APLawrence.com -  Resources for Unix and Linux Systems, Bloggers and the self-employed

Why malware never stops

© May 2004 Tony Lawrence

The other day I was on site at a client setting up a VPN so the owner could work from home. For some reason, his decision to do this seemed to be very popular with the employees, who were unusually helpful and genuinely concerned as to how soon this could be working. I can't imagine why they were so enthusiastic, but the owner himself had some concern.

"My home computer has gotten very slow. I only bought it last year, and it's just awful now".

I figured I knew the answer, but I had to ask: "Was it slow when you bought it?".

"Oh, no. Really fast then. But it's just gotten slower and slower. I don't use it much, it's mostly the kids.."

Visions of RIAA lawsuits flashed through my head, but I thought we'd leave that discussion for a little later.

"You have virus and spyware software on that PC, right? You do Windows Updates?"

He shrugged his shoulders. "Well, no, like I said, it's mostly the kids who use it.."

This is the problem. Multiply it by several million other people, many of whom are now connected to broadband or DSL 24x7, running unpatched and totally unprotected PC's. This is someone who understands why he needs to keep his business systems protected, but for home.. well, "it's just the kids..".

Viruses spread farther and faster than ever before. When almost all home users were dial-up, at least the darn things were shut-off and disconnected from the Internet most of the time. Now more and more are connected any time they are turned on. Wide open targets, almost begging to be turned into slave machines which will spread more virues or be used as spam relays - or both.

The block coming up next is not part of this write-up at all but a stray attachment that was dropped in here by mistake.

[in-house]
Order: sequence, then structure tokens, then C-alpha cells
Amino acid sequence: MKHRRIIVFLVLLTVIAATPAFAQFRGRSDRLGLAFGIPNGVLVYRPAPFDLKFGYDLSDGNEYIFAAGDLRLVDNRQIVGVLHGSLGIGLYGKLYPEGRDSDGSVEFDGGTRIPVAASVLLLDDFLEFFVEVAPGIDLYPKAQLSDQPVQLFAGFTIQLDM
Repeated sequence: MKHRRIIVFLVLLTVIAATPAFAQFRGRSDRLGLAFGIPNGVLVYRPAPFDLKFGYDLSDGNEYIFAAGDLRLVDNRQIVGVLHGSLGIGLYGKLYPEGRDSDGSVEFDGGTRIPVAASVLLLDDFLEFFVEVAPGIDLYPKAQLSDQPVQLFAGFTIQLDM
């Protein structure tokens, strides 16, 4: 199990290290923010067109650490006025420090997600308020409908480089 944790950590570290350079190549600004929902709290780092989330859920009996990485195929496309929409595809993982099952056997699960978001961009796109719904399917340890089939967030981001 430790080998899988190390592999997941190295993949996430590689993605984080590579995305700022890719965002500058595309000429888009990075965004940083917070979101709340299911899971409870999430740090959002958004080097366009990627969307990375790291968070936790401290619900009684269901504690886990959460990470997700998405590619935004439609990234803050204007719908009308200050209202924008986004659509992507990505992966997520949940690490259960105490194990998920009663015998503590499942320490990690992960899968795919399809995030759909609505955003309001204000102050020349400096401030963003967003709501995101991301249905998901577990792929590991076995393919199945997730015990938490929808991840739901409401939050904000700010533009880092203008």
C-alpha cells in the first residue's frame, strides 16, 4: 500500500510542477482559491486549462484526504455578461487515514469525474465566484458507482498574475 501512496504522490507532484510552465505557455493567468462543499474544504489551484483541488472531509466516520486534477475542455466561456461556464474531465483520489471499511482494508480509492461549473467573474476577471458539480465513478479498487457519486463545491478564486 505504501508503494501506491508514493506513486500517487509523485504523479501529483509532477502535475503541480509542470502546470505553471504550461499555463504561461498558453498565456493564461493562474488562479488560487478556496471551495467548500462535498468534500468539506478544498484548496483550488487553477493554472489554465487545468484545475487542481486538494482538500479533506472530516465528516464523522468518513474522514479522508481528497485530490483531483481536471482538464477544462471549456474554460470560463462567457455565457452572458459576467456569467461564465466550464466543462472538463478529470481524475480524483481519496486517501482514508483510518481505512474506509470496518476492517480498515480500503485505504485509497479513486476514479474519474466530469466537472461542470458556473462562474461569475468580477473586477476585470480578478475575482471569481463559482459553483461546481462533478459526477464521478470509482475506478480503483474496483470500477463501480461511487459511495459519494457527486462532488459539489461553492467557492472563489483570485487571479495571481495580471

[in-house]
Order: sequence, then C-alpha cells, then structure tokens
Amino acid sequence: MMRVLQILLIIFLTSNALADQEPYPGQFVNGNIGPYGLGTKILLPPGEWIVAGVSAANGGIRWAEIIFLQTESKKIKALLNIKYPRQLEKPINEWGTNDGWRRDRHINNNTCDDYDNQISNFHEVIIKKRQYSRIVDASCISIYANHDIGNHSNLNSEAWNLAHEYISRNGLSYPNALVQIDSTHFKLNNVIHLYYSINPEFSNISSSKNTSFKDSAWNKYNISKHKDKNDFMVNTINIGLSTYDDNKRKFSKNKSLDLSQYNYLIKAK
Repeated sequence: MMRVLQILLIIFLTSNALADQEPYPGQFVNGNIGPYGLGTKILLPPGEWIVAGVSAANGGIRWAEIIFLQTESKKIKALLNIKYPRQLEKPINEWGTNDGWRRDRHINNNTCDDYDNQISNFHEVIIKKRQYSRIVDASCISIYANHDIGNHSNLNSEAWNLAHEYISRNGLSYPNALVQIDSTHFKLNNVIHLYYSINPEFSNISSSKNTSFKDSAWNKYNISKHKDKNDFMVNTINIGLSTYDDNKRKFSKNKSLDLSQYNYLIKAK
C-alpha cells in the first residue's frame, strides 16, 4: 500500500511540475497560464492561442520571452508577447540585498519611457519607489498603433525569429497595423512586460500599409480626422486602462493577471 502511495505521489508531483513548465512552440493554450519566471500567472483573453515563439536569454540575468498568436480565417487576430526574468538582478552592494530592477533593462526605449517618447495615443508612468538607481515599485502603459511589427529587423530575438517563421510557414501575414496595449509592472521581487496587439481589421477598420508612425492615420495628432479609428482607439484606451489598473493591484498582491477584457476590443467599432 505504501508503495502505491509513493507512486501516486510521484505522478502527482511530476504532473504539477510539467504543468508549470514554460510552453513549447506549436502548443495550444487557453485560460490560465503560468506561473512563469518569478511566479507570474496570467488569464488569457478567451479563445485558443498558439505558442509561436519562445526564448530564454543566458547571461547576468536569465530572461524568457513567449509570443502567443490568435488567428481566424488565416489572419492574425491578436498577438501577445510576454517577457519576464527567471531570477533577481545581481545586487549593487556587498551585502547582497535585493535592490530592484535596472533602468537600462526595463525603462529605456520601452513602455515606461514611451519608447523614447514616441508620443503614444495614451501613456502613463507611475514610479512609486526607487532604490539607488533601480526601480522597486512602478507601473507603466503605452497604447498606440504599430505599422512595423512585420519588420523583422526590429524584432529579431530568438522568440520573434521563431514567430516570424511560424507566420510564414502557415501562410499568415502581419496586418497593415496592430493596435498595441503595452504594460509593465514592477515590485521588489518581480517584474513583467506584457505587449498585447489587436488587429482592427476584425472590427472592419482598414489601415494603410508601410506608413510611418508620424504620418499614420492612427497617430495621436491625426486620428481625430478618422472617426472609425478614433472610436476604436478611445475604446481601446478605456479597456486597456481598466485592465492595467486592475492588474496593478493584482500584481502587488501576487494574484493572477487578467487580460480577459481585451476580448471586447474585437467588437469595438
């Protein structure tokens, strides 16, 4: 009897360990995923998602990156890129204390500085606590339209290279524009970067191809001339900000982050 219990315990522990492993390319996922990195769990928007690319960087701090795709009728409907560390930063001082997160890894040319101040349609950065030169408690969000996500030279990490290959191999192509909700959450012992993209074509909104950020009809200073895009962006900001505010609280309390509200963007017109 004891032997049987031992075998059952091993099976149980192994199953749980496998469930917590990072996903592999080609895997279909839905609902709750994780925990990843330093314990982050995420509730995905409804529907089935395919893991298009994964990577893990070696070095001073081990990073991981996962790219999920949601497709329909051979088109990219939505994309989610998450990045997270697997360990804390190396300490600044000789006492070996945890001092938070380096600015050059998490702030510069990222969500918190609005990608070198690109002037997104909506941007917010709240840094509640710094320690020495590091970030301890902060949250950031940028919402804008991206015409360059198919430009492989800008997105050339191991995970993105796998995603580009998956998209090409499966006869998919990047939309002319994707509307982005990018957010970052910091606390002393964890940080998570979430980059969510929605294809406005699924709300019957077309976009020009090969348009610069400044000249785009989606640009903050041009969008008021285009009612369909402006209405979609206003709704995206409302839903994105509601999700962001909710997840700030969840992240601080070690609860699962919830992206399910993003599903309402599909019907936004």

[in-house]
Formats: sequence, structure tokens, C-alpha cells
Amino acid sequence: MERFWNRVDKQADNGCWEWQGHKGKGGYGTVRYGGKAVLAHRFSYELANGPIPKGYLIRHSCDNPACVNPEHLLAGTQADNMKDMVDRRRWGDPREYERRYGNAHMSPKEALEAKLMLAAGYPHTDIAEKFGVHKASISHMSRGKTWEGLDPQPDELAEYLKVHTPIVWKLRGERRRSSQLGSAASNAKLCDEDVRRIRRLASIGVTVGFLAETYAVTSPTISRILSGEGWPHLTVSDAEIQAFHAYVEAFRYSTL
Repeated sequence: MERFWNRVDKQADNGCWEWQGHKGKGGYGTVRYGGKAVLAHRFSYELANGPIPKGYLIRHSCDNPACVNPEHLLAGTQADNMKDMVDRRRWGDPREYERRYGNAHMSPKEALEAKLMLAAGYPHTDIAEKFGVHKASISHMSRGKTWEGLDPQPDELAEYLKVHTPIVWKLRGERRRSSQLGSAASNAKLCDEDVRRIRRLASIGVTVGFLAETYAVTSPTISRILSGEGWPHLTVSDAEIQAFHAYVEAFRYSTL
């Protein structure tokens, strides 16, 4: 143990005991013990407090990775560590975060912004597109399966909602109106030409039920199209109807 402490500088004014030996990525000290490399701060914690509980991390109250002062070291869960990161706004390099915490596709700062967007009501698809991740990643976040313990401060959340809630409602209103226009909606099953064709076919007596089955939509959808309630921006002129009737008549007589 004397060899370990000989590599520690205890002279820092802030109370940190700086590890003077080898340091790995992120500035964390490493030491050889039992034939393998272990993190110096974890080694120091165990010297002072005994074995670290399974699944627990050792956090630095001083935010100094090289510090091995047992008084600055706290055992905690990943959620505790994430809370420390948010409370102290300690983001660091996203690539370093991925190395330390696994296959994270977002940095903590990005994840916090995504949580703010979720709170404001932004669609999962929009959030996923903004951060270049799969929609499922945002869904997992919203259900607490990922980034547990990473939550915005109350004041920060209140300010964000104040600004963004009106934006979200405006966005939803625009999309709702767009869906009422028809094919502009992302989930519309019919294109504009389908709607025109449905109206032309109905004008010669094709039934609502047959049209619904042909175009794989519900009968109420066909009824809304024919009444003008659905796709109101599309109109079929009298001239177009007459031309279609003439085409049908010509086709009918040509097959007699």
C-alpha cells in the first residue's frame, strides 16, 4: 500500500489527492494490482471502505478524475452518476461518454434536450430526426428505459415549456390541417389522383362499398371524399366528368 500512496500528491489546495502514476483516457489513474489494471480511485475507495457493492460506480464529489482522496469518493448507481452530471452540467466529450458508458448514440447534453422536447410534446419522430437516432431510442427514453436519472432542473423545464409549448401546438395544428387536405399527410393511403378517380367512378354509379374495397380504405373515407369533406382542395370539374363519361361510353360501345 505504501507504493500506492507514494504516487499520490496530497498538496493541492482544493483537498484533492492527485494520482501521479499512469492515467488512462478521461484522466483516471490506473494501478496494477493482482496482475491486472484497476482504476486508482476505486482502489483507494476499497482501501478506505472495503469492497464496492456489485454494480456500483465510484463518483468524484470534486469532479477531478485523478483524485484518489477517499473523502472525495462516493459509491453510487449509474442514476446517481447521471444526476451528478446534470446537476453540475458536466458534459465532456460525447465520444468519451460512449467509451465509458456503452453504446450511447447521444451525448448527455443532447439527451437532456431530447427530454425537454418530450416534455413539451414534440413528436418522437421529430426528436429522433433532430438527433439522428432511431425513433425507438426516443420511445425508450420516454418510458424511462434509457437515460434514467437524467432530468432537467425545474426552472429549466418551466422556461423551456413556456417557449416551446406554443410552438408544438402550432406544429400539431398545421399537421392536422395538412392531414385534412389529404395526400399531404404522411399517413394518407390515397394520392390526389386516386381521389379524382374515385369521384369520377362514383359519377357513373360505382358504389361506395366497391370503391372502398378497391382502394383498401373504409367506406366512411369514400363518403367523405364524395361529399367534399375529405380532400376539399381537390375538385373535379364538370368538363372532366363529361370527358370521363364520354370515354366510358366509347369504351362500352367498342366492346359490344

Is it any wonder we have such a big virus and spam problem?

Got something to add? Send me email.

(OLDER)    <- More Stuff -> (NEWER)    (NEWEST)   

Printer Friendly Version

-> Why malware never stops

Inexpensive and informative Apple related e-books:

Take Control of iCloud, Fifth Edition

Photos: A Take Control Crash Course

Take Control of Preview

Take Control of Parallels Desktop 12

Take Control of Automating Your Mac

More Articles by © Tony Lawrence

Printer Friendly Version

Have you tried Searching this site?

This is a Unix/Linux resource website. It contains technical articles about Unix, Linux and general computing related subjects, opinion, news, help files, how-to's, tutorials and more.

Contact us

Printer Friendly Version

We must be very careful when we give advice to younger people: sometimes they follow it! (Edsger W. Dijkstra)

Linux posts

Troubleshooting posts

This post tagged:




Unix/Linux Consultants

Skills Tests

Unix/Linux Book Reviews

My Unix/Linux Troubleshooting Book

This site runs on Linode

SCO Unix Sales, Support, & Service

Phone:  707-SCO-UNIX (707-726-8649Toll Free: 833-SCO-UNIX (833-726-8649)